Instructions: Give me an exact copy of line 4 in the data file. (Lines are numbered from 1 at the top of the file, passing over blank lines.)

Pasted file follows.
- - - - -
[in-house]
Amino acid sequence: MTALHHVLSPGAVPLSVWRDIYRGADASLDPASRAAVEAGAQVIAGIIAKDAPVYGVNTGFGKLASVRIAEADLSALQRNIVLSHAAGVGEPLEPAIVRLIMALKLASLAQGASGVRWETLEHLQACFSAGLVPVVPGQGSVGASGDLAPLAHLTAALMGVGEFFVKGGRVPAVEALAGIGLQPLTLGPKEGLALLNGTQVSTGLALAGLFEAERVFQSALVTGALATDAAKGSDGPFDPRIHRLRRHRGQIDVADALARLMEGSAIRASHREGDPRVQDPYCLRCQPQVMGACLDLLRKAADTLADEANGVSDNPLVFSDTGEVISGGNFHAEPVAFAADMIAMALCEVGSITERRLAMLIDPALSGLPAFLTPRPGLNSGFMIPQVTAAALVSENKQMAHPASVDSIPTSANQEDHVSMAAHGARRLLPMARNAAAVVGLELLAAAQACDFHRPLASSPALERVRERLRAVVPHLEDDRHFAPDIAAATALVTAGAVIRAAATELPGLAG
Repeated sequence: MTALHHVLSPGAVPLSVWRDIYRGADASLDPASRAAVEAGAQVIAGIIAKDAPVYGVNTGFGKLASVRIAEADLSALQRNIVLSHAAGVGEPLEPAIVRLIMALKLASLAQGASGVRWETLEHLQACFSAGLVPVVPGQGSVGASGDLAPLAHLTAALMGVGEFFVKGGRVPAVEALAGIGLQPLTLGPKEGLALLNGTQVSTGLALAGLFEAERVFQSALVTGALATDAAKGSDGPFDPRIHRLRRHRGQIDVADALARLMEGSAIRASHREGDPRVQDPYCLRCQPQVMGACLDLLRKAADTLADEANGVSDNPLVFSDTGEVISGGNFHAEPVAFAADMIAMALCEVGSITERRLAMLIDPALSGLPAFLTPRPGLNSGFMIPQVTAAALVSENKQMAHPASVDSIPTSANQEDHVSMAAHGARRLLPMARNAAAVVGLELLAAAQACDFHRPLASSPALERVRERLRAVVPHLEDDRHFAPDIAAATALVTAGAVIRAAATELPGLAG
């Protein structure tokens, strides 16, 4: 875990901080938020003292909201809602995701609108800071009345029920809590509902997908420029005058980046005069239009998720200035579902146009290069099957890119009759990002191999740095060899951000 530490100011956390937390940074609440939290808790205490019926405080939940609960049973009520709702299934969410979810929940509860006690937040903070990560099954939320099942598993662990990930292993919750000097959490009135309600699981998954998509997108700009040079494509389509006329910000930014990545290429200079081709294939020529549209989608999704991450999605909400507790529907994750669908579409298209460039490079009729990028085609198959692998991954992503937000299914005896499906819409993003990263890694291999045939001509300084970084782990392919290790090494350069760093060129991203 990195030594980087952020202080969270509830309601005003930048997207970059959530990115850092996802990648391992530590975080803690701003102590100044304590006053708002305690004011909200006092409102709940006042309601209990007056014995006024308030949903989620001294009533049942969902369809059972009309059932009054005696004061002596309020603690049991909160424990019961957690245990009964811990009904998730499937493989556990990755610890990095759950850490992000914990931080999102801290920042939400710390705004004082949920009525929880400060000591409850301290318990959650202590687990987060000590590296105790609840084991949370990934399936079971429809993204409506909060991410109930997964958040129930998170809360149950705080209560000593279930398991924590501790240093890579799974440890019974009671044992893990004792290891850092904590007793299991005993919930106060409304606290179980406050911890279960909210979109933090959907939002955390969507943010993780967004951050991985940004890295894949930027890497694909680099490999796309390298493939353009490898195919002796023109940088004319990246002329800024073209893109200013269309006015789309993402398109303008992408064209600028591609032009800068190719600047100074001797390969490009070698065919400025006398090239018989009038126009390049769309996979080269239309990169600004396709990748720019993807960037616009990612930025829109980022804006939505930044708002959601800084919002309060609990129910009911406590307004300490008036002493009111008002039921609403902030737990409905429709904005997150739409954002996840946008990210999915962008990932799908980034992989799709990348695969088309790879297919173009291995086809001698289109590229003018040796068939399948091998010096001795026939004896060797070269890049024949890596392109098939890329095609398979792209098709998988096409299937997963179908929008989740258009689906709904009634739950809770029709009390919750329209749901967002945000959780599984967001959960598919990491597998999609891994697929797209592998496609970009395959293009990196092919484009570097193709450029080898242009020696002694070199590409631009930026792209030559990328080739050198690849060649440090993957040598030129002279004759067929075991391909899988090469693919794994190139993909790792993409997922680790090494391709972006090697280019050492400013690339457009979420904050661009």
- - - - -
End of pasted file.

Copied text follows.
């Protein structure tokens, strides 16, 4: 875990901080938020003292909201809602995701609108800071009345029920809590509902997908420029005058980046005069239009998720200035579902146009290069099957890119009759990002191999740095060899951000 530490100011956390937390940074609440939290808790205490019926405080939940609960049973009520709702299934969410979810929940509860006690937040903070990560099954939320099942598993662990990930292993919750000097959490009135309600699981998954998509997108700009040079494509389509006329910000930014990545290429200079081709294939020529549209989608999704991450999605909400507790529907994750669908579409298209460039490079009729990028085609198959692998991954992503937000299914005896499906819409993003990263890694291999045939001509300084970084782990392919290790090494350069760093060129991203 990195030594980087952020202080969270509830309601005003930048997207970059959530990115850092996802990648391992530590975080803690701003102590100044304590006053708002305690004011909200006092409102709940006042309601209990007056014995006024308030949903989620001294009533049942969902369809059972009309059932009054005696004061002596309020603690049991909160424990019961957690245990009964811990009904998730499937493989556990990755610890990095759950850490992000914990931080999102801290920042939400710390705004004082949920009525929880400060000591409850301290318990959650202590687990987060000590590296105790609840084991949370990934399936079971429809993204409506909060991410109930997964958040129930998170809360149950705080209560000593279930398991924590501790240093890579799974440890019974009671044992893990004792290891850092904590007793299991005993919930106060409304606290179980406050911890279960909210979109933090959907939002955390969507943010993780967004951050991985940004890295894949930027890497694909680099490999796309390298493939353009490898195919002796023109940088004319990246002329800024073209893109200013269309006015789309993402398109303008992408064209600028591609032009800068190719600047100074001797390969490009070698065919400025006398090239018989009038126009390049769309996979080269239309990169600004396709990748720019993807960037616009990612930025829109980022804006939505930044708002959601800084919002309060609990129910009911406590307004300490008036002493009111008002039921609403902030737990409905429709904005997150739409954002996840946008990210999915962008990932799908980034992989799709990348695969088309790879297919173009291995086809001698289109590229003018040796068939399948091998010096001795026939004896060797070269890049024949890596392109098939890329095609398979792209098709998988096409299937997963179908929008989740258009689906709904009634739950809770029709009390919750329209749901967002945000959780599984967001959960598919990491597998999609891994697929797209592998496609970009395959293009990196092919484009570097193709450029080898242009020696002694070199590409631009930026792209030559990328080739050198690849060649440090993957040598030129002279004759067929075991391909899988090469693919794994190139993909790792993409997922680790090494391709972006090697280019050492400013690339457009979420904050661009």